A recent move saw the Securities Commission (SC) of Malaysia moving another cryptocurrency exchange into the Investor Alert List.
Rising numbers of risks in cryptocurrency investment
A statement was released by the SC addressing the situation of how Huobi has been operating in Malaysia.
The financial regulators stated that Huobi has already been operating in the country for a while now. This has been going on without an official license or endorsement.
Not a legitimate DAX
To date, only a handful of DAXs (Digital Asset Exchanges) has been given the green light to operate in Malaysia and Huobi is not on the list. Instead, Huobi is now on the Investor Alert List.
This means that they are not allowed to carry out any form of activities whatsoever in Malaysia and hence be regarded as entities that are unlicensed or unregistered.
Investors should be careful
As Huobi operates on the internet, its service is easily accessible and available. This means that investors can engage the services of Huobi quite easily.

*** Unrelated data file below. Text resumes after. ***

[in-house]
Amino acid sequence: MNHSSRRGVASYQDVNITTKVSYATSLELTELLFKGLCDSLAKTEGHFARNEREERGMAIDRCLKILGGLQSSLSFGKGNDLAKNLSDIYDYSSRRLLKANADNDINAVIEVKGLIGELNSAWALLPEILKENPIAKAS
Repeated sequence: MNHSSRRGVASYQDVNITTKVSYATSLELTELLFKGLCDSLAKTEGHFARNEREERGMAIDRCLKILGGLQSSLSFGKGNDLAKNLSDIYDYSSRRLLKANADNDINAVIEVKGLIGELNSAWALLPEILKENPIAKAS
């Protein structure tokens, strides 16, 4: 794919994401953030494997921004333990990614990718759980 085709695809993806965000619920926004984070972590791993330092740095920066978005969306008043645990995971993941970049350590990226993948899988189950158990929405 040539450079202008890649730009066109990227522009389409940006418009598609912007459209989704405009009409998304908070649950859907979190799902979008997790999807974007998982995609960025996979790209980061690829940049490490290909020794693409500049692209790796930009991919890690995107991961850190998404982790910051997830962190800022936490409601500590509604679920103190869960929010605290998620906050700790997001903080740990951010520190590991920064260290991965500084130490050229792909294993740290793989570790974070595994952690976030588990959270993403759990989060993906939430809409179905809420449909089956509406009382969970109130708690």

As such, the authorities have called on investors to refrain from using Huobi. As Huobi is not granted any approval to operate in Malaysia, they will not fall under any regulation or guidelines.
Anyone who is using Huobi will be at a higher risk especially if any monetary losses could not be resolved legally.
Huobi’s response to statement
Investors on Huobi have since voiced that the best way out of this is to change to other platforms. Meanwhile, Huobi Group is saying that it has always been their practice to ensure compliance is observed.
This forms the core pillar of its business model and they are currently in discussions with the Malaysian authority on how they are operating in Malaysia.
Huobi has been reportedly been growing and expanding rapidly in various developed countries including the United States and Australia.
In the former, Huobi is close to starting its services after it was awarded the FinCEN license. Meanwhile, Huobi is also facing some roadblocks in certain countries including New Zealand, Thailand and Malaysia is just a new addition to this list.
In Thailand for instance, Huobi had to shut down despite several extensions given by the local regulators to fix their systematic issues, which they have repeatedly failed.
As for New Zealand, despite being awarded the initial license to operate there, it has to terminate its derivatives trading in order to comply with the regulations of that country.